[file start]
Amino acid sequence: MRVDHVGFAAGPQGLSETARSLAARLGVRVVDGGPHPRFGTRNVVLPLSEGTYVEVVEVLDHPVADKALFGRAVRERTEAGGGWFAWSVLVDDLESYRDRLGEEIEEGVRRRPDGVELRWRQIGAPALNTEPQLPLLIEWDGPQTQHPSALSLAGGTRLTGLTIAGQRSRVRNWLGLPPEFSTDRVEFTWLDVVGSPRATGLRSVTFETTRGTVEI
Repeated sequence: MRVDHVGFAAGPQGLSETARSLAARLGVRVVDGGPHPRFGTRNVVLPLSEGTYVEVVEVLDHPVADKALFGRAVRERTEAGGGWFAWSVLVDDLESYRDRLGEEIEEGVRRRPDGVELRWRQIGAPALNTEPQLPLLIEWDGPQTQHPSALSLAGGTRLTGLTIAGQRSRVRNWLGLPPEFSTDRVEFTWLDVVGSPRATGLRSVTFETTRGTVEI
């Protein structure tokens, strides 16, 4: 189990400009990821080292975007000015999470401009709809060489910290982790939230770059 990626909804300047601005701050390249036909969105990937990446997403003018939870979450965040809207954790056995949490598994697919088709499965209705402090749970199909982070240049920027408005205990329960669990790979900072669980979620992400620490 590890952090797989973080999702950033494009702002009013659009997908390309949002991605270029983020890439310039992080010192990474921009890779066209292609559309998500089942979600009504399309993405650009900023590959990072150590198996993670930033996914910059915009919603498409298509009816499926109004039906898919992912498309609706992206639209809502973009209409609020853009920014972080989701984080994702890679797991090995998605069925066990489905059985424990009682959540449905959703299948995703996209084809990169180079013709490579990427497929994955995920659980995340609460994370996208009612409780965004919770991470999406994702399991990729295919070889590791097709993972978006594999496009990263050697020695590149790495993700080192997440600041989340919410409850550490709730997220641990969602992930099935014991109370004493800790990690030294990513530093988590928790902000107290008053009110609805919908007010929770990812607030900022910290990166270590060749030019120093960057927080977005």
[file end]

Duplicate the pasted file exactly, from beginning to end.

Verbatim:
Amino acid sequence: MRVDHVGFAAGPQGLSETARSLAARLGVRVVDGGPHPRFGTRNVVLPLSEGTYVEVVEVLDHPVADKALFGRAVRERTEAGGGWFAWSVLVDDLESYRDRLGEEIEEGVRRRPDGVELRWRQIGAPALNTEPQLPLLIEWDGPQTQHPSALSLAGGTRLTGLTIAGQRSRVRNWLGLPPEFSTDRVEFTWLDVVGSPRATGLRSVTFETTRGTVEI
Repeated sequence: MRVDHVGFAAGPQGLSETARSLAARLGVRVVDGGPHPRFGTRNVVLPLSEGTYVEVVEVLDHPVADKALFGRAVRERTEAGGGWFAWSVLVDDLESYRDRLGEEIEEGVRRRPDGVELRWRQIGAPALNTEPQLPLLIEWDGPQTQHPSALSLAGGTRLTGLTIAGQRSRVRNWLGLPPEFSTDRVEFTWLDVVGSPRATGLRSVTFETTRGTVEI
């Protein structure tokens, strides 16, 4: 189990400009990821080292975007000015999470401009709809060489910290982790939230770059 990626909804300047601005701050390249036909969105990937990446997403003018939870979450965040809207954790056995949490598994697919088709499965209705402090749970199909982070240049920027408005205990329960669990790979900072669980979620992400620490 590890952090797989973080999702950033494009702002009013659009997908390309949002991605270029983020890439310039992080010192990474921009890779066209292609559309998500089942979600009504399309993405650009900023590959990072150590198996993670930033996914910059915009919603498409298509009816499926109004039906898919992912498309609706992206639209809502973009209409609020853009920014972080989701984080994702890679797991090995998605069925066990489905059985424990009682959540449905959703299948995703996209084809990169180079013709490579990427497929994955995920659980995340609460994370996208009612409780965004919770991470999406994702399991990729295919070889590791097709993972978006594999496009990263050697020695590149790495993700080192997440600041989340919410409850550490709730997220641990969602992930099935014991109370004493800790990690030294990513530093988590928790902000107290008053009110609805919908007010929770990812607030900022910290990166270590060749030019120093960057927080977005």